Graham Hunter, Guillem Balague, Alan McInally and Didi Hamann assess Pep Guardiola's switch to Bayern Munich
Pep Guardiola will end his football hiatus in July by taking charge of Bayern Munich. Read below for our experts' thoughts on why the ex-Barcelona chief plumped for Germany - and rejected Chelsea...
Last Updated: January 17, 2013 3:00pm
Guardiola: will join Bayern Munich on three-year deal in July
Graham Hunter - Spanish-football journalist and Revista pundit
"It is no surprise that Bayern Munich have attracted Pep Guardiola; Bayern represent attention to detail, the quest for excellence, and the idea that they thoroughly want to bring through world-class talents from their own football nursery, and while they're not as expert at it as Barcelona are at the moment, they have shown an ability to do that. Guardiola is obsessed by being obsessive; it's about preparation, about training, about people who are disciplined in their work and Bayern Munich attempt to represent that at all levels; there's a huge identity to the club.
"You think about how often Guardiola spoke about the Catalan identity of Barcelona and doing something that wasn't simply Spanish but that represented his region; Munich have the same feeling with Bavaria and are referred to as a Bavarian club as much as they are a German club. You can start to mesh these points together and compare the experience Pep expects to get at the Allianz Arena to what he had for four years as a senior coach at Barcelona and a year as a junior coach; there are many things that make this a logical choice for Guardiola.
"Roman Abramovich offered Guardiola a great salary to take over at Chelsea, but he didn't believe in their football structure and didn't think their decision-making processes would allow him to work in a way in which he felt most confident, and I think he is right to think that; buying and selling players and sacking managers has won Chelsea lots of trophies but it's not the Guardiola way - and that's why they failed to get him. People who don't know Pep well will say it is easy to reject a high salary and go to a club you want to go to when you are already very rich, but he would have made this decision even if he didn't have seven figures resting in his account in Manhattan."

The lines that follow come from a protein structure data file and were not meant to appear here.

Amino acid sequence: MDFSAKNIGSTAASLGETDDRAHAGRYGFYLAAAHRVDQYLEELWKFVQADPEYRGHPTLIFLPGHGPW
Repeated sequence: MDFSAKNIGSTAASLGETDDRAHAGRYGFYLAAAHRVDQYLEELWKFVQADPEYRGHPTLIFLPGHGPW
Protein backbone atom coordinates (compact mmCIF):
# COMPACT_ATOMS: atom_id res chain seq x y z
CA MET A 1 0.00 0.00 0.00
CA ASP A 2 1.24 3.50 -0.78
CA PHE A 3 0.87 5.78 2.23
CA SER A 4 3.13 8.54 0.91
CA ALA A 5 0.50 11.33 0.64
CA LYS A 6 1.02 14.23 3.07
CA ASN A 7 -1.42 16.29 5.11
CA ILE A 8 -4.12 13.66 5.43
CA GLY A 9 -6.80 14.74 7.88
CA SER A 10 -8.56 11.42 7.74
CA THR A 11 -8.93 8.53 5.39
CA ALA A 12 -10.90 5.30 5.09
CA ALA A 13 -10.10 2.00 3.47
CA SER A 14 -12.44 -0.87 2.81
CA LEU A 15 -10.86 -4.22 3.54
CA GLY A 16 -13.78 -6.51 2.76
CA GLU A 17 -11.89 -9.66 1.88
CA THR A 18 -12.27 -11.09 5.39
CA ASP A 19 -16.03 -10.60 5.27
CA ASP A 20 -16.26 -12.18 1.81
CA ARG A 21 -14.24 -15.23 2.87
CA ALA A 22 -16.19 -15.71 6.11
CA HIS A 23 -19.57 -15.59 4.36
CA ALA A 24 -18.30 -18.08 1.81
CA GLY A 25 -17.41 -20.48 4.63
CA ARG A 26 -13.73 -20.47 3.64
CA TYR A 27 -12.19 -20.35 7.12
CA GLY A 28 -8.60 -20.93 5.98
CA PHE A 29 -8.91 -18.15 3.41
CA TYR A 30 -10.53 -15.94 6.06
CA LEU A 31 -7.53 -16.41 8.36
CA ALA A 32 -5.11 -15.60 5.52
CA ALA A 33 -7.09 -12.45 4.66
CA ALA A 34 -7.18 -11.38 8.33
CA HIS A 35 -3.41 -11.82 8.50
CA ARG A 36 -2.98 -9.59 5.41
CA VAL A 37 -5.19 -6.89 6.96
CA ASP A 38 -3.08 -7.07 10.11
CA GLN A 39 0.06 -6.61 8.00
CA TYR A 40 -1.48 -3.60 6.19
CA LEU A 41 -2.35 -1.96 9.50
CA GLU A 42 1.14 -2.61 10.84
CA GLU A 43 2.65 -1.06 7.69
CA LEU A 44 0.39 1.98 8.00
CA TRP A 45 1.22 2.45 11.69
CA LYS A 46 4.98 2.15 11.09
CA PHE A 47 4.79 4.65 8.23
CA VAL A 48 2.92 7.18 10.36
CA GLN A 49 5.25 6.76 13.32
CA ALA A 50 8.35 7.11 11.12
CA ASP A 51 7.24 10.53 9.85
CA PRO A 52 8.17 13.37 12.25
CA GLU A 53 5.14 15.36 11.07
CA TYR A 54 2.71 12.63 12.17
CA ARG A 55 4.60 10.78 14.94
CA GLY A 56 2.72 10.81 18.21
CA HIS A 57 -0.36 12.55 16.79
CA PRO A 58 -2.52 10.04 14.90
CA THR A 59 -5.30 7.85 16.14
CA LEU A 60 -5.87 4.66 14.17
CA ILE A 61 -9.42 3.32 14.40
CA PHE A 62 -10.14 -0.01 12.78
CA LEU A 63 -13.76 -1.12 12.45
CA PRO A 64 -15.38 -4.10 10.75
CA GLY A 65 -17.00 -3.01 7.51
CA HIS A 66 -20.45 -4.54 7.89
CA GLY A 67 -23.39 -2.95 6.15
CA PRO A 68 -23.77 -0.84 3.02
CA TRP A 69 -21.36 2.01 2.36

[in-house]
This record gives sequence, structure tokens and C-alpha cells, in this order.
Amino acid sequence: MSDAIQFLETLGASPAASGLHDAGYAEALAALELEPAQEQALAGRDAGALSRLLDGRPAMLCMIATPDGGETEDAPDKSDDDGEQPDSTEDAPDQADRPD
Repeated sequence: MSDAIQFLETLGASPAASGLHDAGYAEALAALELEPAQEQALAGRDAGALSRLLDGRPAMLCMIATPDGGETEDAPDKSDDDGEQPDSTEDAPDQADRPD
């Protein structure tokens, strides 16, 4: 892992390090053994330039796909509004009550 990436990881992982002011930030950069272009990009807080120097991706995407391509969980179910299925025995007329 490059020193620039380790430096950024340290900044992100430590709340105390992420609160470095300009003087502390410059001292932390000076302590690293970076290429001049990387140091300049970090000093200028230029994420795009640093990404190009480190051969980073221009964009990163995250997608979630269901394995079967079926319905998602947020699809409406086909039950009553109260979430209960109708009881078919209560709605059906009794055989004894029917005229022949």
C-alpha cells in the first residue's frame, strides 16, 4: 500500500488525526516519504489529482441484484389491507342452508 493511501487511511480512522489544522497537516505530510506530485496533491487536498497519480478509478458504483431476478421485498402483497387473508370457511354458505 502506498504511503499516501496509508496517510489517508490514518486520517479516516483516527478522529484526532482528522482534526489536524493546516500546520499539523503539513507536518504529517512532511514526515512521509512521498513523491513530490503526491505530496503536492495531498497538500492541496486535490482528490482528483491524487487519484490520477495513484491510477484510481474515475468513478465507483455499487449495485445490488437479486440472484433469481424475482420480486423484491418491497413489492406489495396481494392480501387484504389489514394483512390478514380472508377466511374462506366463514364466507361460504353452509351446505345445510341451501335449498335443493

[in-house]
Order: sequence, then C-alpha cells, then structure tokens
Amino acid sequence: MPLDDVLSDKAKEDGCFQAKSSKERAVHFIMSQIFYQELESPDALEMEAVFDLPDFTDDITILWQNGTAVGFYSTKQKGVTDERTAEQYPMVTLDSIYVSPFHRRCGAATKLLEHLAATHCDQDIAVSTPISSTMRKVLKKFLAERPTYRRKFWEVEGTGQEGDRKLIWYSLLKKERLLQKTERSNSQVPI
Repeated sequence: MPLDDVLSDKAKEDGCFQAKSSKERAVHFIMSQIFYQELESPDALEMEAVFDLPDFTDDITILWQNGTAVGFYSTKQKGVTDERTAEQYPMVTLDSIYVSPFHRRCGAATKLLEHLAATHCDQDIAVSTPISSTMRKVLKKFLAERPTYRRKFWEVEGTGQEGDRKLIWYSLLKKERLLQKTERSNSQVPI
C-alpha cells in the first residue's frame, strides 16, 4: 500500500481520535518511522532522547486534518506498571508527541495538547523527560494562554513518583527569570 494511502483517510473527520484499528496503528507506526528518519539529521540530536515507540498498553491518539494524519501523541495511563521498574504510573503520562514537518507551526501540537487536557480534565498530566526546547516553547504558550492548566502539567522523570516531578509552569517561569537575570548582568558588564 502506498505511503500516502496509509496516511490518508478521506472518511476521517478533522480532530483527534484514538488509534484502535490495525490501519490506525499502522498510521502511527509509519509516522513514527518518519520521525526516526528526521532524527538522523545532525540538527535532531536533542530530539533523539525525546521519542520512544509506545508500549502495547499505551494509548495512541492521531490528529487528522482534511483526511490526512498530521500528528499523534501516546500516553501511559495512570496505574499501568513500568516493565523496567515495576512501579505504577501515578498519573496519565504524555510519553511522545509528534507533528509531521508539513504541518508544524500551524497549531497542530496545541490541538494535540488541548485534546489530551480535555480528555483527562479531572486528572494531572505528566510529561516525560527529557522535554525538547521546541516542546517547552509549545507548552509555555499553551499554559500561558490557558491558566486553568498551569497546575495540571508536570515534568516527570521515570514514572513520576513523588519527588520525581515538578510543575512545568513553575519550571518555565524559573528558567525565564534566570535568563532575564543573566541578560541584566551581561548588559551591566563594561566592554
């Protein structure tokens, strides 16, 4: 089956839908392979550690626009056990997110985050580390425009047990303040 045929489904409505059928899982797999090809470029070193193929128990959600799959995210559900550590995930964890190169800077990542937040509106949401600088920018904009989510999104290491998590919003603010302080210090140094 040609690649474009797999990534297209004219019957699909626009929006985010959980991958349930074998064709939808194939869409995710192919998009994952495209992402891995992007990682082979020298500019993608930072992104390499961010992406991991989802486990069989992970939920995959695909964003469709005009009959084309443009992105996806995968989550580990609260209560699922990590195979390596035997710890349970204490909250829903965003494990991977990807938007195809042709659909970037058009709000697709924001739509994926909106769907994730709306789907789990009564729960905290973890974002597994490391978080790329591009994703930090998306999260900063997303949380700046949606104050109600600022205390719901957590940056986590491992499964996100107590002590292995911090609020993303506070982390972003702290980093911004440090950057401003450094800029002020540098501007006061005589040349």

Guillem Balague - Spanish-football journalist and Revista pundit
"It became clear about six months ago that Pep was not going to last the whole year not working, so he needed to have a club now so that he could work on the preparation for next season and to analyse the games and what the squad needed. He felt ready for the next challenge and only Bayern Munich and Chelsea could offer him that possibility as other clubs have managers that may stay in their jobs after the summer, but after getting reports from his good friend Raul, who has played at Schalke and said the German league was fantastic and had great atmosphere and organisation, he started to make his mind up.
"Plus, he wanted to move to a club that would virtually guarantee him titles straight away and a set of players that would play to his style and Bayern certainly offers that. This is a different kind of challenge but he can now become a coach with his own vision, and not develop the Barcelona vision somewhere else. I don't expect Pep to take any Barcelona players with him as he wants to go back to the Camp Nou in some capacity at some point; Bayern tend to buy the best young players from Germany and weaken the opposition and I think they will continue to do that under Pep."
Alan McInally - Sky Sports pundit and ex-Bayern Munich striker
"Bayern, who probably should have been champions of Europe last year, have a vision, and have done for some time, about getting to the top and staying there, and so to get Guardiola - who everybody in the footballing world wanted as their next coach - is wonderful for the club. For 10 years, Bayern have had the best youth set-up in Germany, if not Europe and the under-14 squad play the same way and have the same ethos as the senior team.
"Guardiola, who has done so much with young players at Barca, will have free rein with the process, while he'll also be given a massive say on which players he wants to bring in. He will have money, too, because Bayern are very, very wealthy on a world scale. Guardiola will probably be taking charge of the German champions when he joins in July and he will be looking to do even better - though there will be more pressure on the club with him as manager."
Dietmar Hamann - ex-Bayern Munich midfielder
"Guardiola was the most sought after manager in world football and for him to choose Bayern over some of the biggest teams in the world is a major statement, not only for Bayern Munich but also for the Bundesliga. The Bundesliga and the German national team have grown in strength over the last five, six years; there were seven German clubs involved in European competition this season, and all seven reached the knockout stages.
"The league and German football as a whole is clearly on the up and for Bayern Munich to secure the services of Guardiola is a major coup. He's got a fantastic CV, he made Barcelona near enough unbeatable over the last five or six years - but he has to prove it all again now in a foreign country. He's not managed outside of Spain so far and the language could be an issue, but apart from that I don't see any problems really because Bayern Munich have a fantastic squad, they've been in two Champions League finals in the last three years, they're going very well in the league this season and they've got a squad not far away from Barcelona and Real Madrid."